Prince George's, U-Md. police beef up patrols after robberies near campus
Friday, September 10, 2010
Police in Prince George's County and at the University of Maryland are beefing up patrols and considering forming a task force after a rash of armed robberies near the campus.
In the past three weeks, Prince George's police have recorded five robberies in the College Park area -- at least three involving student victims, authorities said. The crimes have prompted police to beef up patrols and urge students to be vigilant, especially when walking alone at night.
"We're obviously concerned for their safety, and we want to make sure that there are no more robberies," said Maj. Robert Liberati, commander of the Prince George's police district that encompasses College Park. "This many students are of course going to stick out, and I think we do go through a bit of this every year at the beginning of the semester."
None of the robberies occurred on the U-Md. campus, and police have recorded 19 robberies this year in the College Park area, down from 22 at this point last year. Still, U-Md. police are publicizing the cases to encourage students to stay vigilant, and the university police chief, David B. Mitchell, said he was considering organizing a task force to focus on the problem.
The most recent robberies occurred within minutes of each other Monday night, and investigators think the same people might be responsible for both. In each case, police said, two people were robbed at gunpoint -- the first at 10:25 p.m. on a trail in the 9400 block of Osage Street, the next at 10:29 p.m. in the 5100 block of Navahoe Street, Liberati said.
According to a campus news alert, none of the victims had any university affiliations, and all were walking home. Liberati said he was not sure whether the victims were students.
Elisa DeCesaris, 21, a senior psychology major, said that she has a friend who lives in the area where the most recent robberies occurred and that she used to regularly walk on the trail. Seeing the news alert, she said, "hit a little closer to home than usual," and it reminded her to be aware as she walks off campus.
"We've always been told to be conscious of our surroundings," she said. "It's not a change. . . . It's starting to be in places that we know."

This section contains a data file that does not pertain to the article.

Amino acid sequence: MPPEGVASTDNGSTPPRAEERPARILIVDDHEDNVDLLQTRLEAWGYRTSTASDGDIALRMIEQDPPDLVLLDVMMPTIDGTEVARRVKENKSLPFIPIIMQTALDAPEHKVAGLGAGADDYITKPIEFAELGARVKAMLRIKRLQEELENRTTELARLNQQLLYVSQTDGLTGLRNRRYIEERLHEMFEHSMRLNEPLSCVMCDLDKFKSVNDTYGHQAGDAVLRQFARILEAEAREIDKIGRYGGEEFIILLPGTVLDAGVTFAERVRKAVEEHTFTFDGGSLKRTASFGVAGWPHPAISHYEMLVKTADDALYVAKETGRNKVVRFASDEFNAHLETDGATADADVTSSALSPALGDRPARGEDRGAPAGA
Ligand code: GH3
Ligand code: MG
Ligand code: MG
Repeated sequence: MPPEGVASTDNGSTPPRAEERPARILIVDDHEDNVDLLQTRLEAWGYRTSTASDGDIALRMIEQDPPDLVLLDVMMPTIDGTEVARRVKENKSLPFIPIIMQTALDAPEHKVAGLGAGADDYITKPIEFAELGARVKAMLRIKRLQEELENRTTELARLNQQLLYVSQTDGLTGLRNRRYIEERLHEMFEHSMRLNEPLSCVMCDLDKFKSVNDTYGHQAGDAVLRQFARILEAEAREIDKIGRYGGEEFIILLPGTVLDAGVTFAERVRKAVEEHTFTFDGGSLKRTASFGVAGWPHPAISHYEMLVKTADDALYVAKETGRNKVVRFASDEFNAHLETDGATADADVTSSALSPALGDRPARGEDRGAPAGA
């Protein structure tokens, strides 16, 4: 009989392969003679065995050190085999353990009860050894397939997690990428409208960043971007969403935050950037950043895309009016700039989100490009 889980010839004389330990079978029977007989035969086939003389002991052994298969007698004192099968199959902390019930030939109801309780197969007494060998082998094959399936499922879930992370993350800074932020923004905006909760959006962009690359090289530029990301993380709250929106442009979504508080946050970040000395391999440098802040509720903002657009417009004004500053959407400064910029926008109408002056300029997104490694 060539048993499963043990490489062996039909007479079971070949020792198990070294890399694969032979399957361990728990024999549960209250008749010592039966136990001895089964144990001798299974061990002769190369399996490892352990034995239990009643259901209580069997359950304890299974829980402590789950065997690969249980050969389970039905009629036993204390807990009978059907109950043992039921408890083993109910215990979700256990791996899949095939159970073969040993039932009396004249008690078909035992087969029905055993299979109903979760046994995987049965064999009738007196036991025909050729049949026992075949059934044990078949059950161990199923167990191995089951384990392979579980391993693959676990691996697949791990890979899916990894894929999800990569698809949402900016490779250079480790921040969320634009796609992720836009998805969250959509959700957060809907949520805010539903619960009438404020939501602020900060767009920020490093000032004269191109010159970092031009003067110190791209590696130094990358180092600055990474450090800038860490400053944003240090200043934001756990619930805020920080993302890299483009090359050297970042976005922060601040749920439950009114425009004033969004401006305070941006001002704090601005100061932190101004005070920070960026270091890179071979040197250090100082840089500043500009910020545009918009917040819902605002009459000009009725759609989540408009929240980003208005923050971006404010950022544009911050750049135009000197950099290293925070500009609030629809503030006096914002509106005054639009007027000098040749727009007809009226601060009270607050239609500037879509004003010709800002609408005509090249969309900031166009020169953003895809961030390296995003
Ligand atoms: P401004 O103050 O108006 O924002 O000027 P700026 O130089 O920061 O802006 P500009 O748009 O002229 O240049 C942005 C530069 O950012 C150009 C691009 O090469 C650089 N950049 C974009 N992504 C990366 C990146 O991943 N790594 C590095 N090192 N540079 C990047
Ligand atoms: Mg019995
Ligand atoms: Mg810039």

The three other robberies involved student victims. About 2 a.m. Saturday, police said, four people tackled a student who was walking on Hartwick Road at Princeton Avenue and took cash from his wallet.
The incident was similar to an Aug. 29 robbery in which five people attacked three students waiting at a bus stop on Berwyn House Road about 1:30 a.m., police said. Two of the students were able to run away, but the third was punched several times and robbed of cash, police said. It was unclear whether the cases are connected, Liberati said.
Police have made arrests in one case -- a robbery that occurred about 1 a.m. Aug. 27 in the 8600 block of Baltimore Avenue, Liberati said. Three students were mugged, he said. Two people were arrested and charged with robbery -- Makthe Ndongo, 22, of Greenbelt and a 15-year-old -- and officers have a warrant for a third suspect, Theo Davis, 23, of Northwest Washington. Patrol officers found Ndongo and the 15-year-old in the area shortly after the robbery, authorities said.
Students milling around the U-Md. campus Thursday said they were being extra careful on late-night walks alone and were trying to travel in groups when possible, although the robberies had hardly gripped the campus with fear. College Park, many students said, has several robberies every year; it's only unusual that they have come in such a spurt at the beginning of the school year.
"Last year, they kind of tended to kind of come at a steady pace, but more spread out," said Alex Gran, 19, a sophomore history major. "I've never felt unsafe on campus. It's only when you get off campus."